I’ve noticed this lately with various histories of the “downtown” scene of New York in the 1960s and/or seventies and even eighties. All of which I experienced personally, even in the years in those decades when I was living elsewhere (I was around, working and or living in lower Manhattan from the late 1950s to '62, for most of 1966, and from 1975 to 1982. And I worked various gigs there, including playing music or reading my poetry or later acting on stage or in films or TV, during all the years in between and since. And yet, when I read recent histories of the scenes I was most familiar with, I notice all kinds of people who were important to those scenes have been left out, and others who had nothing to do with it, included!

The most obvious reason for this that I can see is—those included now who weren’t even a part of it or so incidental no one would have noticed if they were, have since attained either some fame or power or both in today’s world, and those excluded or simply forgotten have lost what fame and/or power they had then.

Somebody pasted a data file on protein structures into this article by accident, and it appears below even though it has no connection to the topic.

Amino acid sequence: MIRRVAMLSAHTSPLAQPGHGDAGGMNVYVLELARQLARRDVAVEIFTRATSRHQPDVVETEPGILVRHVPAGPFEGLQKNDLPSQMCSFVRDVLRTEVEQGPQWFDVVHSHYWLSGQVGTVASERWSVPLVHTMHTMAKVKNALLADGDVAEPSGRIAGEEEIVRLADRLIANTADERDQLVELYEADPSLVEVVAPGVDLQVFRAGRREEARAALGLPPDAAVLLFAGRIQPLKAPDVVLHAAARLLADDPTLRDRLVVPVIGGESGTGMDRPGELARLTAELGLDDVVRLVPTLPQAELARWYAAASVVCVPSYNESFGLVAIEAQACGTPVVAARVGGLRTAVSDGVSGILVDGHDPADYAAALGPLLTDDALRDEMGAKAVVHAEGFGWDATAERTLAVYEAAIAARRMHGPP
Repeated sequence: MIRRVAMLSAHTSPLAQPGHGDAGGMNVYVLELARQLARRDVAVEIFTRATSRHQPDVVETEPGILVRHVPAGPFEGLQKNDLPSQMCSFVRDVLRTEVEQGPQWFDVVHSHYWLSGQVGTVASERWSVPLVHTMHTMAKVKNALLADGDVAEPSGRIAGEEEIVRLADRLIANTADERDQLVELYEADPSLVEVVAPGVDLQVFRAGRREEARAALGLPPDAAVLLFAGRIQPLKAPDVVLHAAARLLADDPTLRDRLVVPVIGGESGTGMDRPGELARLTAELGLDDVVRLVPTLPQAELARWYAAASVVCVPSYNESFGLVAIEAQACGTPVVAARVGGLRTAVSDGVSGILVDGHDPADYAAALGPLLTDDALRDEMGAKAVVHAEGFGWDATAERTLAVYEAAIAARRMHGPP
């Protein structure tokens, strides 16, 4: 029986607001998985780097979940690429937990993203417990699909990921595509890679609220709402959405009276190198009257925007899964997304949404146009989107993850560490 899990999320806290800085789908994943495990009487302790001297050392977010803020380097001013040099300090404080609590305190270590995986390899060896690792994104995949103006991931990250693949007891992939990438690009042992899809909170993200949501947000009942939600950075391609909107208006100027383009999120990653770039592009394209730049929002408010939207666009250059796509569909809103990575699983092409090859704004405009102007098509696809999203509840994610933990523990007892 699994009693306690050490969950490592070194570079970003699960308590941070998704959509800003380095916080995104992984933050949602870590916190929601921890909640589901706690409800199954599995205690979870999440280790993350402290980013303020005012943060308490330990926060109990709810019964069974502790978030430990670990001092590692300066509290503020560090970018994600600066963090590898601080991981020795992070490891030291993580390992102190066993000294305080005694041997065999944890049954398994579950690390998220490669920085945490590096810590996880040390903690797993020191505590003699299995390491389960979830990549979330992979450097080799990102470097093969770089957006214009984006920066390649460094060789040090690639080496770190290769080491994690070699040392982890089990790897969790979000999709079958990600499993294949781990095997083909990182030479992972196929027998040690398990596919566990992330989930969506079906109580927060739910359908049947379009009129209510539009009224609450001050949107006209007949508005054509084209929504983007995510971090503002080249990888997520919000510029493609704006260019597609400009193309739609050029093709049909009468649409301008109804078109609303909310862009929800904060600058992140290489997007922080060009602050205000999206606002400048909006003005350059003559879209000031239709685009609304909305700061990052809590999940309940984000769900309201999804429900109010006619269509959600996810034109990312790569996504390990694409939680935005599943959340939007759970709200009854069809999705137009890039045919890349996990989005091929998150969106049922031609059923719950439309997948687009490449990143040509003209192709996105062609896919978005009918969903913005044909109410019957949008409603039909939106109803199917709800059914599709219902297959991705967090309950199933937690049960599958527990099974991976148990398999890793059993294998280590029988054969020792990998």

In some ways it’s disheartening to experience this, as it is to experience the eclipse of anyone’s reputation or popularity whose work or persona you dig and want to see others have the opportunity to. Hell, it’s happened to me. I’ve read autobiographies or memoirs or articles or books about how someone came to create the work they become famous for, and at the time they created that work, or maybe were just starting out, they couldn’t stop telling me how much my work or life had influenced them, or how much my support or friendship or mentorship had made it all possible. And then seemed to have forgotten that, or changed their minds about it, when they came to tell their story.